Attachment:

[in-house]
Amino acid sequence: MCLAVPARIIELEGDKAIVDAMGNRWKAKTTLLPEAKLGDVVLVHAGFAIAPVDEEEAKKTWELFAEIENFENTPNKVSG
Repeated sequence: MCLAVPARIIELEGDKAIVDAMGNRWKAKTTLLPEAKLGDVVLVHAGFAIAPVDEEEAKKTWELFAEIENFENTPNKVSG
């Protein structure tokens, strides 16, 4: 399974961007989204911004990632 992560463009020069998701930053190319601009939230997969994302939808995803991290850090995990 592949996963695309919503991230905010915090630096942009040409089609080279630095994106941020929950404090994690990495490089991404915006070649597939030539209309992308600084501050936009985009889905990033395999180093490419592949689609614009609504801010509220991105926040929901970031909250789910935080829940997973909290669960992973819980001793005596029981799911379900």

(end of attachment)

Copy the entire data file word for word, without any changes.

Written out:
[in-house]
Amino acid sequence: MCLAVPARIIELEGDKAIVDAMGNRWKAKTTLLPEAKLGDVVLVHAGFAIAPVDEEEAKKTWELFAEIENFENTPNKVSG
Repeated sequence: MCLAVPARIIELEGDKAIVDAMGNRWKAKTTLLPEAKLGDVVLVHAGFAIAPVDEEEAKKTWELFAEIENFENTPNKVSG
């Protein structure tokens, strides 16, 4: 399974961007989204911004990632 992560463009020069998701930053190319601009939230997969994302939808995803991290850090995990 592949996963695309919503991230905010915090630096942009040409089609080279630095994106941020929950404090994690990495490089991404915006070649597939030539209309992308600084501050936009985009889905990033395999180093490419592949689609614009609504801010509220991105926040929901970031909250789910935080829940997973909290669960992973819980001793005596029981799911379900």